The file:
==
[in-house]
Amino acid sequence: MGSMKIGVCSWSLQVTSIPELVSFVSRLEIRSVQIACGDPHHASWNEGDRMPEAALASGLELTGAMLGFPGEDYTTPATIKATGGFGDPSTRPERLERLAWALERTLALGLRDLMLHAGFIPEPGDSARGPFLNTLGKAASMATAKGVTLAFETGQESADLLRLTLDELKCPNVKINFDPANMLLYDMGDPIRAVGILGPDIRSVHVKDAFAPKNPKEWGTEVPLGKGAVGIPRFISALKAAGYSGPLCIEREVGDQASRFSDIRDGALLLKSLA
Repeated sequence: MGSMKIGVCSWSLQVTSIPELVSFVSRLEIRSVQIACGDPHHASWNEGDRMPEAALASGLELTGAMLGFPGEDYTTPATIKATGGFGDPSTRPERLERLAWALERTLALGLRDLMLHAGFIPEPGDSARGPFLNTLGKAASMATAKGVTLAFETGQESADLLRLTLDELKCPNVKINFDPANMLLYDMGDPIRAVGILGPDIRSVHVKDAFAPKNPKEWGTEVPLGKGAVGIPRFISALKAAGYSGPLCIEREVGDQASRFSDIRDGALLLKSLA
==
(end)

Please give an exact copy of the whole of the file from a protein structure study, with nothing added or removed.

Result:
[in-house]
Amino acid sequence: MGSMKIGVCSWSLQVTSIPELVSFVSRLEIRSVQIACGDPHHASWNEGDRMPEAALASGLELTGAMLGFPGEDYTTPATIKATGGFGDPSTRPERLERLAWALERTLALGLRDLMLHAGFIPEPGDSARGPFLNTLGKAASMATAKGVTLAFETGQESADLLRLTLDELKCPNVKINFDPANMLLYDMGDPIRAVGILGPDIRSVHVKDAFAPKNPKEWGTEVPLGKGAVGIPRFISALKAAGYSGPLCIEREVGDQASRFSDIRDGALLLKSLA
Repeated sequence: MGSMKIGVCSWSLQVTSIPELVSFVSRLEIRSVQIACGDPHHASWNEGDRMPEAALASGLELTGAMLGFPGEDYTTPATIKATGGFGDPSTRPERLERLAWALERTLALGLRDLMLHAGFIPEPGDSARGPFLNTLGKAASMATAKGVTLAFETGQESADLLRLTLDELKCPNVKINFDPANMLLYDMGDPIRAVGILGPDIRSVHVKDAFAPKNPKEWGTEVPLGKGAVGIPRFISALKAAGYSGPLCIEREVGDQASRFSDIRDGALLLKSLA